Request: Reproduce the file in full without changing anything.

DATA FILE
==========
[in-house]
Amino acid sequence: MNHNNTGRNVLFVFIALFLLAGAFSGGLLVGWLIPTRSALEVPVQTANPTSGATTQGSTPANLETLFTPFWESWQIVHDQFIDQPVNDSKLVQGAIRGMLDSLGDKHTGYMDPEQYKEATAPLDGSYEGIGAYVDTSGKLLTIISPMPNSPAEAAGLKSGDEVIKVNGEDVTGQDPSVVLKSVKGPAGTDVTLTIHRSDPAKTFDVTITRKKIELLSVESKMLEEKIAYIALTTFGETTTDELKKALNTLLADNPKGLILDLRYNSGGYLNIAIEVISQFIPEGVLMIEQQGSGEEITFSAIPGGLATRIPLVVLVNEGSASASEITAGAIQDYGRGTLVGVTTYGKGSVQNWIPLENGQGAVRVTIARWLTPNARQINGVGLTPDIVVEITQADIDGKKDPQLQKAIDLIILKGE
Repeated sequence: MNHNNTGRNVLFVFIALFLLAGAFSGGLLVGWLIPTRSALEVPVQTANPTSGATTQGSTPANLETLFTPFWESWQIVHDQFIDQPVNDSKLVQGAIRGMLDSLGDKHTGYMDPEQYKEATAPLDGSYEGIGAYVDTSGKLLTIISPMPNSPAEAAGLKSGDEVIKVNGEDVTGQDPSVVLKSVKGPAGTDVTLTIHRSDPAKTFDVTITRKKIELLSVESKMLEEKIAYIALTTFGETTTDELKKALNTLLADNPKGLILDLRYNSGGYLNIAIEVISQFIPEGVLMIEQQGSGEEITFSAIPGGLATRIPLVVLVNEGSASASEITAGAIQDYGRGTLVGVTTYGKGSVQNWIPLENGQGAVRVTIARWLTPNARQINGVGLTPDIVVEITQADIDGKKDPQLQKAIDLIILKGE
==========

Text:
[in-house]
Amino acid sequence: MNHNNTGRNVLFVFIALFLLAGAFSGGLLVGWLIPTRSALEVPVQTANPTSGATTQGSTPANLETLFTPFWESWQIVHDQFIDQPVNDSKLVQGAIRGMLDSLGDKHTGYMDPEQYKEATAPLDGSYEGIGAYVDTSGKLLTIISPMPNSPAEAAGLKSGDEVIKVNGEDVTGQDPSVVLKSVKGPAGTDVTLTIHRSDPAKTFDVTITRKKIELLSVESKMLEEKIAYIALTTFGETTTDELKKALNTLLADNPKGLILDLRYNSGGYLNIAIEVISQFIPEGVLMIEQQGSGEEITFSAIPGGLATRIPLVVLVNEGSASASEITAGAIQDYGRGTLVGVTTYGKGSVQNWIPLENGQGAVRVTIARWLTPNARQINGVGLTPDIVVEITQADIDGKKDPQLQKAIDLIILKGE
Repeated sequence: MNHNNTGRNVLFVFIALFLLAGAFSGGLLVGWLIPTRSALEVPVQTANPTSGATTQGSTPANLETLFTPFWESWQIVHDQFIDQPVNDSKLVQGAIRGMLDSLGDKHTGYMDPEQYKEATAPLDGSYEGIGAYVDTSGKLLTIISPMPNSPAEAAGLKSGDEVIKVNGEDVTGQDPSVVLKSVKGPAGTDVTLTIHRSDPAKTFDVTITRKKIELLSVESKMLEEKIAYIALTTFGETTTDELKKALNTLLADNPKGLILDLRYNSGGYLNIAIEVISQFIPEGVLMIEQQGSGEEITFSAIPGGLATRIPLVVLVNEGSASASEITAGAIQDYGRGTLVGVTTYGKGSVQNWIPLENGQGAVRVTIARWLTPNARQINGVGLTPDIVVEITQADIDGKKDPQLQKAIDLIILKGE